A Storm Is Brewing

Today, I write on a subject, about which I am extremely and profoundly passionate: Australia and Australians in the Arts.

No, this is not a ‘patriotism’ column. I’m not about to hark on about singing the national anthem at every theatrical event (although, kudos to Kookaburra for giving that idea a red hot go). I am proud to be an Australian. I am proud to be an Australian involved in the Arts. I love seeing new Australian work developed and showcased to the world. What I am writing about it making sure Australian jobs stay available for Australian actors.

equity meeting chalmers street
Performers gather at Equity’s Sydney offices to show their concern about the Government’s proposed changes to the Foreign Actor Certification Scheme Guidelines. Photo by Peter Ross

Australians such as Baz Lurhmann have taken cinematography and film making to a new level with films like Australia and Moulin Rouge. Priscilla, Queen of the Desert began as an Australian film and is now a Broadway smash hit musical. Offspring, Underbelly, The Secret Life of Us – all fabulous Australian television shows which have employed Australian actors and allowed Australians the opportunity to work in an industry which is unforgiving at the best of times.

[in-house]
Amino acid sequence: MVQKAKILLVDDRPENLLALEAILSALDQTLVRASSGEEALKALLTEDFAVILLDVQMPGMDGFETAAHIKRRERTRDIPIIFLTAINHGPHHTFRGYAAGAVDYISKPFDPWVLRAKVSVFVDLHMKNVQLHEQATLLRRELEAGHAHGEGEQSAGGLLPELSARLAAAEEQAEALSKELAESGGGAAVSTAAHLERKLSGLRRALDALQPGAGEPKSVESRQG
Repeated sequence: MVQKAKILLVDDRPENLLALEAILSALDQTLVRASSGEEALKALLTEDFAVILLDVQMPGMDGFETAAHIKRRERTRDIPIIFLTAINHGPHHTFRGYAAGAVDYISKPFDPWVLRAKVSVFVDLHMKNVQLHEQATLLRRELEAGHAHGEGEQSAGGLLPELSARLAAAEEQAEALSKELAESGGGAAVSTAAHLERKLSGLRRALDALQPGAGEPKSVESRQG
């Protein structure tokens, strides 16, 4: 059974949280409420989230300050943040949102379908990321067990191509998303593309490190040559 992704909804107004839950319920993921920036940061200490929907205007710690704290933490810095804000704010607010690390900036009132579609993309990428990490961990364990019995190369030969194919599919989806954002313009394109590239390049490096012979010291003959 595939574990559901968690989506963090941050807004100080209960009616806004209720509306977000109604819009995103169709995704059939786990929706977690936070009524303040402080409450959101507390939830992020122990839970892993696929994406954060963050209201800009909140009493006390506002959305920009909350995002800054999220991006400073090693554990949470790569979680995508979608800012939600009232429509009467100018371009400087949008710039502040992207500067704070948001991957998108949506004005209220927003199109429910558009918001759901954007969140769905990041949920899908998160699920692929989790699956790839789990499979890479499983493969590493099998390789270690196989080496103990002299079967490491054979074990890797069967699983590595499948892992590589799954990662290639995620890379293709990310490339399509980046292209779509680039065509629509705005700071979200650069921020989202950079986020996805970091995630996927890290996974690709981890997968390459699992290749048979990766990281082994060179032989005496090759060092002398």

All very lovey-dovey thus far. Here comes the outrage:

I am shocked and appalled at a recent proposal in government policy which would strip the rights, and work opportunities for Australian performers in film and television. Recently, the Australian Government proposed what has been described by the Media Arts and Entertainment Alliance (Actor’s Equity Union) as “radical, sweeping changes to the existing laws which ensure Australian performers have a fair chance of landing jobs in Australian-made productions, financed by Australian taxpayers.”

I’m sorry? Producers would be allowed to give overseas actors lead roles in Australian productions, filmed here, and paid for by the Australian taxpayers? Yes, you read that correctly.

For two decades, rules have been in place to protect the rights of Australian performers in Australian productions that are funded by the government or protected by local content laws.